According to the Daily Union’s review of an incident report—released by police nearly a year later—the accuser was attending off-campus parties with potential recruits, including the 21-year-old wrestler, on April 17, 2014.
She told cops a university wrestling staffer asked her to take three recruits to the parties, the Janesville Gazette reported. (Fader told The Daily Beast he and his staff would never direct a female student to entertain aspiring teammates.)
According to the police report, the woman said she “blacked out” around midnight and woke the next morning in her bed, where she found blood on her shorts and sheets. She also told police she had anal pain, the Daily Union reported.
The former student didn’t “remember much from that night but when she woke up she realized she had been sexually assaulted,” a university report on the incident stated.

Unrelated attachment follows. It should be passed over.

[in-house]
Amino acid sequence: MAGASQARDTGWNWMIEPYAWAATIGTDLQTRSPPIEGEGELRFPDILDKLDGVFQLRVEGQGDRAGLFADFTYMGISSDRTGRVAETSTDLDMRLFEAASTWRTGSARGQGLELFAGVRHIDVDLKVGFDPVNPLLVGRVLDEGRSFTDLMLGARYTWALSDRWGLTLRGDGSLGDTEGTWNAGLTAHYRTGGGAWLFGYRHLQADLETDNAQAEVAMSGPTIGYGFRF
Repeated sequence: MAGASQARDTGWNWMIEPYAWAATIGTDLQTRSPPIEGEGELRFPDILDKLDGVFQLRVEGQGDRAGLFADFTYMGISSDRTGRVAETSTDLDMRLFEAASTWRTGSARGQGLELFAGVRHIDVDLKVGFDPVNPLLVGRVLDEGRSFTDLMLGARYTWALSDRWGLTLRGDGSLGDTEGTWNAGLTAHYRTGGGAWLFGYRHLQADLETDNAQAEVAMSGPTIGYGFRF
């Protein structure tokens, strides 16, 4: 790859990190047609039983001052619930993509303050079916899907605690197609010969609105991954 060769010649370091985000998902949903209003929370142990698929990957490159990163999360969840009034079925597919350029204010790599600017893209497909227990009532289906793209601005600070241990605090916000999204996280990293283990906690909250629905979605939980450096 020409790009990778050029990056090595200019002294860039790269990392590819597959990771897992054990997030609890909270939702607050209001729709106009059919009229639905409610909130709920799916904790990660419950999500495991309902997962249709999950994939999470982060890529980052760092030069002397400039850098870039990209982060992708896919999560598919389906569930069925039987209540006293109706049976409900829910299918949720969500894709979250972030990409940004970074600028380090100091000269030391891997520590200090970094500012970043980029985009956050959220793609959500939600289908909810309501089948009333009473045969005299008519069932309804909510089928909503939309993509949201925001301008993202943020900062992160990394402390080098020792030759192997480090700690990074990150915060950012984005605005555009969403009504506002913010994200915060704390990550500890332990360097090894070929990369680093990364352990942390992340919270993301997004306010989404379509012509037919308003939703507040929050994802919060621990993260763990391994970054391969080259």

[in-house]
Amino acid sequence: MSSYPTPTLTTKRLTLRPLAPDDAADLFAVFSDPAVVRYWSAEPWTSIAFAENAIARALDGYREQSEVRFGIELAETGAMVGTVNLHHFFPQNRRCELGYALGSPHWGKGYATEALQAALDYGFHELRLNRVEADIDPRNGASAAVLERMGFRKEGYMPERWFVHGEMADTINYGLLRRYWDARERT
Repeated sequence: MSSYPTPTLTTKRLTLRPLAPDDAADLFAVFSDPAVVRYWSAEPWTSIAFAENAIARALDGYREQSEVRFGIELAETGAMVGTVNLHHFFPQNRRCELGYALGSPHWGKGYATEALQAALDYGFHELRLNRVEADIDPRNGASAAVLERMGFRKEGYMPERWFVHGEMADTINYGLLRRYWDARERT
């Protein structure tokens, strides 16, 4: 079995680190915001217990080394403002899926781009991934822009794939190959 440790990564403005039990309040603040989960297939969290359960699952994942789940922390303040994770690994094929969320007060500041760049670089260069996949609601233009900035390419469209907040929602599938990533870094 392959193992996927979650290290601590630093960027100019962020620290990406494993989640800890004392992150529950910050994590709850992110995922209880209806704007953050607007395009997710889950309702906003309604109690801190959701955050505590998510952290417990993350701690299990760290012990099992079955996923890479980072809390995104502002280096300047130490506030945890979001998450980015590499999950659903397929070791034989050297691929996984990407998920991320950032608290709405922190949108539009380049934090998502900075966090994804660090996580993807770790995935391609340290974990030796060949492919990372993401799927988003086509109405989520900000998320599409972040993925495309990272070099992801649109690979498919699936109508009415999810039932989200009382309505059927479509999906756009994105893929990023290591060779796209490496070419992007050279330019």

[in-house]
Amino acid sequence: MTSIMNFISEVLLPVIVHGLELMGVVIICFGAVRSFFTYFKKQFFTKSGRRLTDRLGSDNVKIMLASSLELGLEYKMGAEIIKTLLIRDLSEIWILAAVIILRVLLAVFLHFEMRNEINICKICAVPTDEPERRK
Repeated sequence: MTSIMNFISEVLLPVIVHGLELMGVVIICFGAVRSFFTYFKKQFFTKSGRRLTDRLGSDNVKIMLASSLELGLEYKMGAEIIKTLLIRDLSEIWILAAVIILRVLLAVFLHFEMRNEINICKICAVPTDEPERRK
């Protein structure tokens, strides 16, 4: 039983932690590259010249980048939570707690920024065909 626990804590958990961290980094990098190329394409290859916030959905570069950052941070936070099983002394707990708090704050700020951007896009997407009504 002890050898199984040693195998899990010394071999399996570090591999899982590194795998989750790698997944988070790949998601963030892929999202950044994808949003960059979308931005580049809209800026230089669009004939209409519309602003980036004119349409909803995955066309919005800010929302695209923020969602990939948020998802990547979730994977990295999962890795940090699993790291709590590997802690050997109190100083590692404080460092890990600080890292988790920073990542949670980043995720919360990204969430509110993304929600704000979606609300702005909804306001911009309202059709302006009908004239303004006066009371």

Whitewater cops collected evidence, including bedsheets, clothing, and a rape kit. The wrestler provided DNA from cheek swabs voluntarily, and told police that they engaged in consensual sexual activities throughout the night, according to the Daily Union.
The Walworth County district attorney declined to prosecute the case, indicating it could not be proven beyond a reasonable doubt at trial.
In separate cases, at least two students filed Title IX complaint against the school, in January 2014 and July 2015, saying administrators failed to interview key witnesses among other alleged violations.
One student said university officials’ unsympathetic treatment included missed appointments and hurried conversations with her.